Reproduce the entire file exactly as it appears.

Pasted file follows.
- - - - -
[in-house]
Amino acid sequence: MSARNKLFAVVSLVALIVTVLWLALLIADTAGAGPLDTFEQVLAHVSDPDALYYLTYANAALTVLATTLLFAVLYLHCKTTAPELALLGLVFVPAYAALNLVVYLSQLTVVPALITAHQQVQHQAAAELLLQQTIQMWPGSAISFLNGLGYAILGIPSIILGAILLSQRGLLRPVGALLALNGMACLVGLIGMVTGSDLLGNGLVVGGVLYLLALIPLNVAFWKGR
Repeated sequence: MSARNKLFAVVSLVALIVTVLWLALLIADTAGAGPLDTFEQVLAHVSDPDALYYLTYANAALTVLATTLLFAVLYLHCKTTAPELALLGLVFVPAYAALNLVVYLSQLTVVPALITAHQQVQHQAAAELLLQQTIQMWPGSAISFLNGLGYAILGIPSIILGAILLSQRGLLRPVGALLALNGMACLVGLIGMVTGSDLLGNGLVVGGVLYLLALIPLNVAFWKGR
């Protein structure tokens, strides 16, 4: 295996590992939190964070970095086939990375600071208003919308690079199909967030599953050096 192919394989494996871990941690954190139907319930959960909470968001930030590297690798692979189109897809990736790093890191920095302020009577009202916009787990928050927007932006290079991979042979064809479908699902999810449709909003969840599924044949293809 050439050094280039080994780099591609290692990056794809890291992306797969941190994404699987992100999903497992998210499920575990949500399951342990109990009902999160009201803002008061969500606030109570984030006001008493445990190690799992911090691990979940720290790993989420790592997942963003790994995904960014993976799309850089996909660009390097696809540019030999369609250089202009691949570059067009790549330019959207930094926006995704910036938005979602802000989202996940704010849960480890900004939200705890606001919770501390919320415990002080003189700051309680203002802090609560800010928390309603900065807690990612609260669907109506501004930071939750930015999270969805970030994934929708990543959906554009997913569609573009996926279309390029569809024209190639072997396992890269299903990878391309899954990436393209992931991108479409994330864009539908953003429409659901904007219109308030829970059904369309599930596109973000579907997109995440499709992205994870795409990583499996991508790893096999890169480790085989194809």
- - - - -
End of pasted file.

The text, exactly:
[in-house]
Amino acid sequence: MSARNKLFAVVSLVALIVTVLWLALLIADTAGAGPLDTFEQVLAHVSDPDALYYLTYANAALTVLATTLLFAVLYLHCKTTAPELALLGLVFVPAYAALNLVVYLSQLTVVPALITAHQQVQHQAAAELLLQQTIQMWPGSAISFLNGLGYAILGIPSIILGAILLSQRGLLRPVGALLALNGMACLVGLIGMVTGSDLLGNGLVVGGVLYLLALIPLNVAFWKGR
Repeated sequence: MSARNKLFAVVSLVALIVTVLWLALLIADTAGAGPLDTFEQVLAHVSDPDALYYLTYANAALTVLATTLLFAVLYLHCKTTAPELALLGLVFVPAYAALNLVVYLSQLTVVPALITAHQQVQHQAAAELLLQQTIQMWPGSAISFLNGLGYAILGIPSIILGAILLSQRGLLRPVGALLALNGMACLVGLIGMVTGSDLLGNGLVVGGVLYLLALIPLNVAFWKGR
């Protein structure tokens, strides 16, 4: 295996590992939190964070970095086939990375600071208003919308690079199909967030599953050096 192919394989494996871990941690954190139907319930959960909470968001930030590297690798692979189109897809990736790093890191920095302020009577009202916009787990928050927007932006290079991979042979064809479908699902999810449709909003969840599924044949293809 050439050094280039080994780099591609290692990056794809890291992306797969941190994404699987992100999903497992998210499920575990949500399951342990109990009902999160009201803002008061969500606030109570984030006001008493445990190690799992911090691990979940720290790993989420790592997942963003790994995904960014993976799309850089996909660009390097696809540019030999369609250089202009691949570059067009790549330019959207930094926006995704910036938005979602802000989202996940704010849960480890900004939200705890606001919770501390919320415990002080003189700051309680203002802090609560800010928390309603900065807690990612609260669907109506501004930071939750930015999270969805970030994934929708990543959906554009997913569609573009996926279309390029569809024209190639072997396992890269299903990878391309899954990436393209992931991108479409994330864009539908953003429409659901904007219109308030829970059904369309599930596109973000579907997109995440499709992205994870795409990583499996991508790893096999890169480790085989194809």